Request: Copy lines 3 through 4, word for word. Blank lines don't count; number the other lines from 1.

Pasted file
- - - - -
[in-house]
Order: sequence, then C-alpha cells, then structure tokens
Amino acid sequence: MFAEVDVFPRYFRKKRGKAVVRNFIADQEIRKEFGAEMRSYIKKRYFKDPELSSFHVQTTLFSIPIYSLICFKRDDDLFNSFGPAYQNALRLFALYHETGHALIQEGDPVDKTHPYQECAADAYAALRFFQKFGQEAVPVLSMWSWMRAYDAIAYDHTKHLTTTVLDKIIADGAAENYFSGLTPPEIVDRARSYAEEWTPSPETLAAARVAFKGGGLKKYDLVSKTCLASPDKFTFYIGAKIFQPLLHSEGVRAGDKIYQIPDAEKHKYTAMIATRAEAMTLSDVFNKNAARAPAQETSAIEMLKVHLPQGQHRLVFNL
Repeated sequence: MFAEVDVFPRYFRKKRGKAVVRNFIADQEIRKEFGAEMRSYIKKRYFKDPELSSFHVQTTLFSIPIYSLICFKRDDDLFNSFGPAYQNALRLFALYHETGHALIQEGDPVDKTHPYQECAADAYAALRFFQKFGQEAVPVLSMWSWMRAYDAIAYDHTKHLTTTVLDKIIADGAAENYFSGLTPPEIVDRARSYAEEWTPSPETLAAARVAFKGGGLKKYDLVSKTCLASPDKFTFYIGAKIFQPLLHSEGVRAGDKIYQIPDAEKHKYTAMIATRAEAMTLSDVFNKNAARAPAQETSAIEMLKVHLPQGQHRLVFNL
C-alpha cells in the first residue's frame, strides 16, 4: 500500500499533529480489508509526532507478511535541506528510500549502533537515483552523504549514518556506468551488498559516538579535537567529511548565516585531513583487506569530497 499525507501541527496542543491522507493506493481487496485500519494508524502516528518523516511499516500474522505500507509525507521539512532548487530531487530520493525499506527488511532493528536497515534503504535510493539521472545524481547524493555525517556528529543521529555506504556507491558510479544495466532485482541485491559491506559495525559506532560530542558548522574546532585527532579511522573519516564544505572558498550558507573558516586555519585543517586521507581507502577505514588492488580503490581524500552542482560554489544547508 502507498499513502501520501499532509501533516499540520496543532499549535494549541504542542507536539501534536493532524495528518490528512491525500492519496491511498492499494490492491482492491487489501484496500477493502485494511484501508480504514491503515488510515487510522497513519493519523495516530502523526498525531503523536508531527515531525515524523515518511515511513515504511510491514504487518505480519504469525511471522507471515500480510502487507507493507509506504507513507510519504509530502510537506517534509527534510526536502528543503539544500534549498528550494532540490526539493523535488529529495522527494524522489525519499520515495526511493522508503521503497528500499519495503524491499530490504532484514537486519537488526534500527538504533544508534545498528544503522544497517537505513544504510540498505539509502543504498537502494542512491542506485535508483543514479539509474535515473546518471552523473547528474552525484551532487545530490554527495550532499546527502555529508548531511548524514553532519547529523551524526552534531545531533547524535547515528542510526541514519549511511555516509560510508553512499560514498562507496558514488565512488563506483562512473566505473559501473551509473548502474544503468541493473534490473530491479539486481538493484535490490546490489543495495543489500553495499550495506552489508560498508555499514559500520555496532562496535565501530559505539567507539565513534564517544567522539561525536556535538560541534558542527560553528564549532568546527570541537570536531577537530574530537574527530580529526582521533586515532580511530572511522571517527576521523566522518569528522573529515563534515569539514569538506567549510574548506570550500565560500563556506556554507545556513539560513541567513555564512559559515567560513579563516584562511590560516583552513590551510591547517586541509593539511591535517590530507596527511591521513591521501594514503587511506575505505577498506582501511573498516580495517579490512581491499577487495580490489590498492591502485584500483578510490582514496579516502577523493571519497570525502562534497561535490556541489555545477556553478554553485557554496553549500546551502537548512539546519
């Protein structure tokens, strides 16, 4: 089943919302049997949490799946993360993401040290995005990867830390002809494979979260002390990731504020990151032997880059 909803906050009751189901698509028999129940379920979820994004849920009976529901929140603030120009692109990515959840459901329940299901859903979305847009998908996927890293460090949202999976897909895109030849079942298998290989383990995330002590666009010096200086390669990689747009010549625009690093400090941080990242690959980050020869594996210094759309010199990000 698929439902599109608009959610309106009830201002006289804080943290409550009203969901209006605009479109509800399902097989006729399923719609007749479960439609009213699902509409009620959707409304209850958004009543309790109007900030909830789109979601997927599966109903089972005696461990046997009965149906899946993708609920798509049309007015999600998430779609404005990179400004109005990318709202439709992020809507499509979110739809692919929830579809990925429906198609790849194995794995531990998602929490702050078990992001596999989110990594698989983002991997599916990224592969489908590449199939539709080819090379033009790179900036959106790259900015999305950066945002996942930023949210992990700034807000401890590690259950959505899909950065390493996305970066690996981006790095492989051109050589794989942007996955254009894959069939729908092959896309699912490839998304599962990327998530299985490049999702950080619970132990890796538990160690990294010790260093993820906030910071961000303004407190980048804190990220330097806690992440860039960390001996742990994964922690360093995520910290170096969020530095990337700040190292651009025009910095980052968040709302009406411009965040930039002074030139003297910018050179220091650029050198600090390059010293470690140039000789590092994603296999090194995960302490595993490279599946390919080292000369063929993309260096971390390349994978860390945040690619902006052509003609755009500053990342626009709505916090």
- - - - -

Amino acid sequence: MFAEVDVFPRYFRKKRGKAVVRNFIADQEIRKEFGAEMRSYIKKRYFKDPELSSFHVQTTLFSIPIYSLICFKRDDDLFNSFGPAYQNALRLFALYHETGHALIQEGDPVDKTHPYQECAADAYAALRFFQKFGQEAVPVLSMWSWMRAYDAIAYDHTKHLTTTVLDKIIADGAAENYFSGLTPPEIVDRARSYAEEWTPSPETLAAARVAFKGGGLKKYDLVSKTCLASPDKFTFYIGAKIFQPLLHSEGVRAGDKIYQIPDAEKHKYTAMIATRAEAMTLSDVFNKNAARAPAQETSAIEMLKVHLPQGQHRLVFNL
Repeated sequence: MFAEVDVFPRYFRKKRGKAVVRNFIADQEIRKEFGAEMRSYIKKRYFKDPELSSFHVQTTLFSIPIYSLICFKRDDDLFNSFGPAYQNALRLFALYHETGHALIQEGDPVDKTHPYQECAADAYAALRFFQKFGQEAVPVLSMWSWMRAYDAIAYDHTKHLTTTVLDKIIADGAAENYFSGLTPPEIVDRARSYAEEWTPSPETLAAARVAFKGGGLKKYDLVSKTCLASPDKFTFYIGAKIFQPLLHSEGVRAGDKIYQIPDAEKHKYTAMIATRAEAMTLSDVFNKNAARAPAQETSAIEMLKVHLPQGQHRLVFNL